EU Agrees Largest Ever Trade Deal, With Mercosur Bloc
The EU and Mercosur have reached a political agreement on a new trade agreement that will save EU businesses an estimated EUR4bn (USD4.5bn) worth of duties a year.
The new trade framework forms part of a wider Association Agreement between the two regions. The Mercosur bloc comprises Argentina, Brazil, Paraguay, and Uruguay. The EU is the first major partner to reach a trade deal with the bloc.
The agreement will, over time, remove duties on 91 percent of goods that EU companies export to Mercosur. The EU said that the industrial and agri-food sectors currently face high and sometimes prohibitive tariffs, including on cars (tariff of 35 percent), chemicals (up to 18 percent), clothing and footwear (35 percent), chocolates and confectionary (20 percent), wines (27 percent), and soft drinks (20 to 35 percent).
The agreement will also provide duty-free access subject to quotas for EU dairy products, which are currently subject to a 28 percent tariff.
European Commission President Jean-Claude Juncker said: "Through this trade pact, Mercosur countries have decided to open up their markets to the EU. This is obviously great news for companies, workers, and the economy on both sides of the Atlantic, saving over EUR4bn worth of duties per year. This makes it the largest trade agreement the EU has ever concluded."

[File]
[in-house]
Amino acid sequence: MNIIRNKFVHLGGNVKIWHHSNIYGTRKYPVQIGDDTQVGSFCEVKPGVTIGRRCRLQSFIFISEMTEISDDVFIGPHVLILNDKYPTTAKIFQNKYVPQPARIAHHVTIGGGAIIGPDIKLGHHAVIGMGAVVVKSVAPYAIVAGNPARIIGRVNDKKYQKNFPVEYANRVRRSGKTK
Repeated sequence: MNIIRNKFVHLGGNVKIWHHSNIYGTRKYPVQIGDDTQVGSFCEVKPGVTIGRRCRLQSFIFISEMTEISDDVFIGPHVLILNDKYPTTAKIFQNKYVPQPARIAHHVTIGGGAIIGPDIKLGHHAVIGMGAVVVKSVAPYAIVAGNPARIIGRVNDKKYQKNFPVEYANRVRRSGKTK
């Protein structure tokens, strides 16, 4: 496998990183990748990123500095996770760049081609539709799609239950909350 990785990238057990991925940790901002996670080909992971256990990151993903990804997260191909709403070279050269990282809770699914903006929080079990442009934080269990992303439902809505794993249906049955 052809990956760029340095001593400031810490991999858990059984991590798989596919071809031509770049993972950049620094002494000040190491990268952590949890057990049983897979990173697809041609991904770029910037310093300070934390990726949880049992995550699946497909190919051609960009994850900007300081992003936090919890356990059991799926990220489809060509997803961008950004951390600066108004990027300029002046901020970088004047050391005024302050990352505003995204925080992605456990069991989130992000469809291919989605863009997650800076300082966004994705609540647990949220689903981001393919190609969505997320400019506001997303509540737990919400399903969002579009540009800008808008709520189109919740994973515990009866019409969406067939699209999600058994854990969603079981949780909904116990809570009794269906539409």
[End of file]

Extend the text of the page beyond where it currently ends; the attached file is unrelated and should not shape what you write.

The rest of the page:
Both sides will now perform a legal revision of the agreed text to reach the final version of the Association Agreement and all its trade aspects. The European Commission will translate the text into all official EU languages and submit the Association Agreement to EU member states and the European Parliament for approval.
EU-Mercosur trade is currently worth EUR88bn a year in goods and EUR34bn a year in services. The EU exports to Mercosur goods worth EUR45bn a year and imports Mercosur products worth EUR43bn.
Current trade relations between the EU and Mercosur are governed by an inter-regional Framework Cooperation Agreement, which entered into force in 1999. The EU and individual Mercosur countries also have bilateral Framework Cooperation Agreements, which likewise establish a structure for dealing with trade-related matters. Venezuela has been a member of Mercosur since 2012 and is an observer in, but not a party to, the trade negotiations.
Talks on a free trade agreement began in May 2010 and were paused in 2012. Formal talks resumed in October 2016.
Source: Pride Partners International